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From Denver, Colorado, USA:

My nine year old son was diagnosed six months ago with a fasting blood sugar of showed 250 mg/dl [13.9 mmol/L] and some ketones, but no antibodies. Since he started insulin injections, exercise, and a meal plan, his insulin requirements have steadily decreased and finally, early last month, he became completely off of insulin! For the last two months, he has been doing just fine without injections (with morning and before-meal blood sugars l of 90-100 mg/dl [5-5.5 mmol/L] and postprandial levels of 120-150 mg/dl [6.7-8.3 mmol/L] after meals).

We are Asian and my son is bigger than the average. Based on your responses to other questions here, I guess my son can have either type 1B or type 2. Our endocrinologist isn't 100% sure of his type, but suggests that he doesn't seem to have type 1A with a "honeymoon."

Our biggest concern is whether there will come a time when he will need insulin again. Will my son eventually need insulin again? How do we prolong this period of insulin independence?


Assuming that your son was tested for a conventional array of antibodies, that is to say anti-GAD, ICA512, and anti-insulin and all were negative, then by present definition he cannot be in the honeymoon phase of type 1A (autoimmune) diabetes. This does not entirely exclude the presence of a so far undefined auto-antigen.

There has been a worldwide increase in the incidence of type 2 diabetes in children, but they do not usually present with acute insulin dependence, and it is common for them to be overweight at the time of onset and there is usually a family history of type 2 diabetes. They would also have a near normal or even a high serum C-peptide level.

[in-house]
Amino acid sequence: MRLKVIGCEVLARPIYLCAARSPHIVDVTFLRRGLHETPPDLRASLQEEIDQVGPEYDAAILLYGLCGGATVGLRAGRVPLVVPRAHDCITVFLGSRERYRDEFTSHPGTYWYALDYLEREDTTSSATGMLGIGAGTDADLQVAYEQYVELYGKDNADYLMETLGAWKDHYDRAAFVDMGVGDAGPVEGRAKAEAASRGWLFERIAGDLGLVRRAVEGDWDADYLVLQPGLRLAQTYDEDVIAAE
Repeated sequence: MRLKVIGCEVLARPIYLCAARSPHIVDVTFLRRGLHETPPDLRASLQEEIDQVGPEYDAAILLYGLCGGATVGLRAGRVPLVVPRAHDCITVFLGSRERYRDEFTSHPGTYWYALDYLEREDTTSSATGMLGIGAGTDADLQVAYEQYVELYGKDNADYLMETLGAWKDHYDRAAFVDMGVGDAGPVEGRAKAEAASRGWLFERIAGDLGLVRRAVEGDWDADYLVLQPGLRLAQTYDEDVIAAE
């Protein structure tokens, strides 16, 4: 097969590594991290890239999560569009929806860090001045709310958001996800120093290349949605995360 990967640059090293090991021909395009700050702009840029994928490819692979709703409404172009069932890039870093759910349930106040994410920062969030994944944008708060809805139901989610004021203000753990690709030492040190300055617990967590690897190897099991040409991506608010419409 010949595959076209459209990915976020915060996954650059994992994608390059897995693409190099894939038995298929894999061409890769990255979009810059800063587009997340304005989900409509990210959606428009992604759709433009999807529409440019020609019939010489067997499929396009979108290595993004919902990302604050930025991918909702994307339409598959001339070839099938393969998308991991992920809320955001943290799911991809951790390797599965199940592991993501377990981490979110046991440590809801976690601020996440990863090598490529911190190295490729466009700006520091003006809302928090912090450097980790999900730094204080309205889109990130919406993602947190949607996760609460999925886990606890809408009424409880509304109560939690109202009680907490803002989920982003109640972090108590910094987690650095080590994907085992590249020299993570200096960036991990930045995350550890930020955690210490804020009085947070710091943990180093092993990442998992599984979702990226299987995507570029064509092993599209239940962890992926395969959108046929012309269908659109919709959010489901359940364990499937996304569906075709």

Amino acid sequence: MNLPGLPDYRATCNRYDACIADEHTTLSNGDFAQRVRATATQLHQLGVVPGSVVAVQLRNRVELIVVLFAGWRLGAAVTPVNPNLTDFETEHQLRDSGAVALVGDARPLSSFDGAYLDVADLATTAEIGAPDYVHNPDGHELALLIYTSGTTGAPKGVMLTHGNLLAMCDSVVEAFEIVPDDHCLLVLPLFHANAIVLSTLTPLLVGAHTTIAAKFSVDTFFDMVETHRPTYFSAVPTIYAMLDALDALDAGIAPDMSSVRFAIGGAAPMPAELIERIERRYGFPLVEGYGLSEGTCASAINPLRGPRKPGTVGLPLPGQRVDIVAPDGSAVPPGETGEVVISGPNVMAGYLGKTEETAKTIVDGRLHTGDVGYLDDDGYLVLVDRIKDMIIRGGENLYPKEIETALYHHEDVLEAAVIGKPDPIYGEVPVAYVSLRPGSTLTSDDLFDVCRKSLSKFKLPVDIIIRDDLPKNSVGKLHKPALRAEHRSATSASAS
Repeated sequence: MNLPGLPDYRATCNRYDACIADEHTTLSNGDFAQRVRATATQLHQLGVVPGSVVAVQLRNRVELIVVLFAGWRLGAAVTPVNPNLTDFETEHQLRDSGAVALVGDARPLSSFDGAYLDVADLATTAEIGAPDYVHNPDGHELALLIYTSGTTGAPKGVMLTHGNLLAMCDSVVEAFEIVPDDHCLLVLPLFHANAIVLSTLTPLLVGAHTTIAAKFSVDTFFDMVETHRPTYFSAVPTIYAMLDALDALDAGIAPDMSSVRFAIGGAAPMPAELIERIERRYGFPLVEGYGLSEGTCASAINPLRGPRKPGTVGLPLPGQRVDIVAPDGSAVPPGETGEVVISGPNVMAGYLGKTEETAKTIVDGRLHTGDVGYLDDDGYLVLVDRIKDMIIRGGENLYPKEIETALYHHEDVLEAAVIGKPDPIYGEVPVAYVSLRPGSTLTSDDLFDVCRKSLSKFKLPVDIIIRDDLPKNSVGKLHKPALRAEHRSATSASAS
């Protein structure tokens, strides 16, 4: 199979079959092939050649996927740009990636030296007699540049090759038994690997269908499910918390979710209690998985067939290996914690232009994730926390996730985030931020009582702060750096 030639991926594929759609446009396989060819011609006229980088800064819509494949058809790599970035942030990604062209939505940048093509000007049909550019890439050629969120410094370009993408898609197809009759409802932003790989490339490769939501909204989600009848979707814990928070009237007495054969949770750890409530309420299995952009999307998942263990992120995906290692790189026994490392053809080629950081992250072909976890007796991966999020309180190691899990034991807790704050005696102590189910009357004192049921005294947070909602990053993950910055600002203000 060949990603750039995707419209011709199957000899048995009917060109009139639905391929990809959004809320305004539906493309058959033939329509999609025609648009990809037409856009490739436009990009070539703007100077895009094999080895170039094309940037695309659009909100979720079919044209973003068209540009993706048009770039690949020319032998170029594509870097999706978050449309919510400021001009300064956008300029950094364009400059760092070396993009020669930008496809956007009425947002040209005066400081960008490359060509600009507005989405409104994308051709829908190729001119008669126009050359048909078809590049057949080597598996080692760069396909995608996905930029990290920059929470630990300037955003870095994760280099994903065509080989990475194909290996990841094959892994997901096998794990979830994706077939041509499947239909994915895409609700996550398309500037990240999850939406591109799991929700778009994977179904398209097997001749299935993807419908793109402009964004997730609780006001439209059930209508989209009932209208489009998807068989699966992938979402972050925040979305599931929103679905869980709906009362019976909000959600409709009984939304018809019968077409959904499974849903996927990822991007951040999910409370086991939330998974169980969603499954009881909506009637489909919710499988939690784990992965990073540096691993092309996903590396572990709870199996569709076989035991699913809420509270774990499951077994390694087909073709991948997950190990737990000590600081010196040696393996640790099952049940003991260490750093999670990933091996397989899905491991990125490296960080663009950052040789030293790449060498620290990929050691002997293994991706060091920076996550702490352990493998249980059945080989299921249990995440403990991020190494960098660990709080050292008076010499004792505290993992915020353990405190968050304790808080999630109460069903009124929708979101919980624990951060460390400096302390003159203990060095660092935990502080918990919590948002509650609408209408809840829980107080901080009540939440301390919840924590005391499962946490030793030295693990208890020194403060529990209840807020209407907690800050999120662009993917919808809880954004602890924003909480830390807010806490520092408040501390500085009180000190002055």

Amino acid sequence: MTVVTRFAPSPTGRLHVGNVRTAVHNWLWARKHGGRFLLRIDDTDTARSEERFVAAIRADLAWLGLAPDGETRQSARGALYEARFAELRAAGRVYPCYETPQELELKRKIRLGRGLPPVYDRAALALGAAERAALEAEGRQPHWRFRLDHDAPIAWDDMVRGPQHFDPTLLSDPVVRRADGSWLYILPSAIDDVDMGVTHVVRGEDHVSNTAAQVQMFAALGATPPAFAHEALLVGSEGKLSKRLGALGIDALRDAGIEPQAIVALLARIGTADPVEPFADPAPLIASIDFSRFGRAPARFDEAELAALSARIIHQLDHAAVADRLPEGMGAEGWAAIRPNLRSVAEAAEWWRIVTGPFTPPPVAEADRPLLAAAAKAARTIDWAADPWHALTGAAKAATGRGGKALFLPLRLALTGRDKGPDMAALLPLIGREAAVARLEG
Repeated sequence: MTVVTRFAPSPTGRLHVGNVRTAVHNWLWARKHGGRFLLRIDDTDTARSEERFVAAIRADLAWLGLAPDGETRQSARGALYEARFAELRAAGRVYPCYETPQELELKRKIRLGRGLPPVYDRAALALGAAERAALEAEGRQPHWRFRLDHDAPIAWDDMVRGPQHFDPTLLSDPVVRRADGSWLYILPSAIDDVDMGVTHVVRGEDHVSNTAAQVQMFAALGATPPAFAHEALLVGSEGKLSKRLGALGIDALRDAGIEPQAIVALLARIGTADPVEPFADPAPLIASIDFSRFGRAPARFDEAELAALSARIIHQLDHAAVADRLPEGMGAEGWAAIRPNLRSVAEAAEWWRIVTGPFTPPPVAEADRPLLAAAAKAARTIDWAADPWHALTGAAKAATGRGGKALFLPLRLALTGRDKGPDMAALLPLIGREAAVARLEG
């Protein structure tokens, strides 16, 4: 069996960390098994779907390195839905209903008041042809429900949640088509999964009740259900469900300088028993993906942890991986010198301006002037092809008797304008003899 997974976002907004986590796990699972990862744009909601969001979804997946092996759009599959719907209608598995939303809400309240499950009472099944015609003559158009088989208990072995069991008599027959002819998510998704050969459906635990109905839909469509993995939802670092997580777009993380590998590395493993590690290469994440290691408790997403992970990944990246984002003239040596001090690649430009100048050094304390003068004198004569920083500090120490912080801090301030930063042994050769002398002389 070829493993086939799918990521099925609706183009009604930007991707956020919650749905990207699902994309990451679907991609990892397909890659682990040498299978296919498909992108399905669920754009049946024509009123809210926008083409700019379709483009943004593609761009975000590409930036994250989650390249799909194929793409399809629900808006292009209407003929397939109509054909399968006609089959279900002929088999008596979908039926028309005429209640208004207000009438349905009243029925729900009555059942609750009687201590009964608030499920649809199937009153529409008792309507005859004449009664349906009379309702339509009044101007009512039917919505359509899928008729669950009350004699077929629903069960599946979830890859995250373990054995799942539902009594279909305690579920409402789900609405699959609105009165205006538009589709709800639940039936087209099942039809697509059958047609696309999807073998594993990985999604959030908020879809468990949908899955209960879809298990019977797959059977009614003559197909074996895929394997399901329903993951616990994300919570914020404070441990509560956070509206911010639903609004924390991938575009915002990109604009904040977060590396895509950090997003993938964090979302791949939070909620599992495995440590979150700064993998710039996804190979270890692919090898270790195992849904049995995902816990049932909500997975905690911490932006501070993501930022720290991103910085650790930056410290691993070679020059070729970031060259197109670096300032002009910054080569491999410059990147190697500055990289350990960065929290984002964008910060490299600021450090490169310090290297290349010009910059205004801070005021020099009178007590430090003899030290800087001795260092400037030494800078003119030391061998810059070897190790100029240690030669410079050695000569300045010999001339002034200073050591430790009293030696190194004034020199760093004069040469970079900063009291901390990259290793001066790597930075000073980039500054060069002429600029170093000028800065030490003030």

This said, your son would appear to have type 1B (idiopathic) diabetes. I have not been able to find any population studies for this form of diabetes in Asian families, but there are certainly reports of small series and the development of insulin independence after a few months is typical.

Such little evidence as there is suggests that these children do have diminished insulin reserves and may therefore need insulin again at some time in the future. The difficulty in deciding how to prolong this phase is that the precise pathologies of this kind of diabetes are not yet understood and even the definition of type 1B is such a recent one that long term histories are not yet available.This being so, all you can do is to try to maintain normal body weight and take lots of exercise and perhaps in the future get help from oral hypoglycemic agents like Glucophage [metformin].


Original posting 28 Jun 2001
Posted to Daily Care


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Last Updated: Tuesday April 06, 2010 15:09:22
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